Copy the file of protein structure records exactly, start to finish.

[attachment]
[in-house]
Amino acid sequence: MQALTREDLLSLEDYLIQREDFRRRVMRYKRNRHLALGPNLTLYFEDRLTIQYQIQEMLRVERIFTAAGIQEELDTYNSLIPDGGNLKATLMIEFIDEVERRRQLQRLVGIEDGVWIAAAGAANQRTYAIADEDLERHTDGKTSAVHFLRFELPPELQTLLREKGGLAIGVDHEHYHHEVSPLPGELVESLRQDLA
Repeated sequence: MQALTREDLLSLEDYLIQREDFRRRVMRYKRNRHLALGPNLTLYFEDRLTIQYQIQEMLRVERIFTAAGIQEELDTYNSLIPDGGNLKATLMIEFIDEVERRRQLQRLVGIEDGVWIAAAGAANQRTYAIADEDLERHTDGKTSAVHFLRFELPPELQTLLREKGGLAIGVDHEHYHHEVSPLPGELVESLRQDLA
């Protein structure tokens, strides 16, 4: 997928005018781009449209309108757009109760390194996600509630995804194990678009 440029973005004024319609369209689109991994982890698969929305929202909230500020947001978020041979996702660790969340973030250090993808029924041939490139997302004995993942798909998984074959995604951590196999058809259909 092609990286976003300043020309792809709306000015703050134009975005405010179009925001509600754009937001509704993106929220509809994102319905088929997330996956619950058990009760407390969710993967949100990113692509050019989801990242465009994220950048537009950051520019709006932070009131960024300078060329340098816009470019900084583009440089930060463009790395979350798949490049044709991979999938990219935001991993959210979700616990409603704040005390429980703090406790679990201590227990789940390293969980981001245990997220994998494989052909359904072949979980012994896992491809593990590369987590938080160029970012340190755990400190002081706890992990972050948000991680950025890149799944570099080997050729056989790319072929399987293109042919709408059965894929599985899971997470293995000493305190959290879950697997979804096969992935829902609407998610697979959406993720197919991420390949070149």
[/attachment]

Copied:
[in-house]
Amino acid sequence: MQALTREDLLSLEDYLIQREDFRRRVMRYKRNRHLALGPNLTLYFEDRLTIQYQIQEMLRVERIFTAAGIQEELDTYNSLIPDGGNLKATLMIEFIDEVERRRQLQRLVGIEDGVWIAAAGAANQRTYAIADEDLERHTDGKTSAVHFLRFELPPELQTLLREKGGLAIGVDHEHYHHEVSPLPGELVESLRQDLA
Repeated sequence: MQALTREDLLSLEDYLIQREDFRRRVMRYKRNRHLALGPNLTLYFEDRLTIQYQIQEMLRVERIFTAAGIQEELDTYNSLIPDGGNLKATLMIEFIDEVERRRQLQRLVGIEDGVWIAAAGAANQRTYAIADEDLERHTDGKTSAVHFLRFELPPELQTLLREKGGLAIGVDHEHYHHEVSPLPGELVESLRQDLA
């Protein structure tokens, strides 16, 4: 997928005018781009449209309108757009109760390194996600509630995804194990678009 440029973005004024319609369209689109991994982890698969929305929202909230500020947001978020041979996702660790969340973030250090993808029924041939490139997302004995993942798909998984074959995604951590196999058809259909 092609990286976003300043020309792809709306000015703050134009975005405010179009925001509600754009937001509704993106929220509809994102319905088929997330996956619950058990009760407390969710993967949100990113692509050019989801990242465009994220950048537009950051520019709006932070009131960024300078060329340098816009470019900084583009440089930060463009790395979350798949490049044709991979999938990219935001991993959210979700616990409603704040005390429980703090406790679990201590227990789940390293969980981001245990997220994998494989052909359904072949979980012994896992491809593990590369987590938080160029970012340190755990400190002081706890992990972050948000991680950025890149799944570099080997050729056989790319072929399987293109042919709408059965894929599985899971997470293995000493305190959290879950697997979804096969992935829902609407998610697979959406993720197919991420390949070149």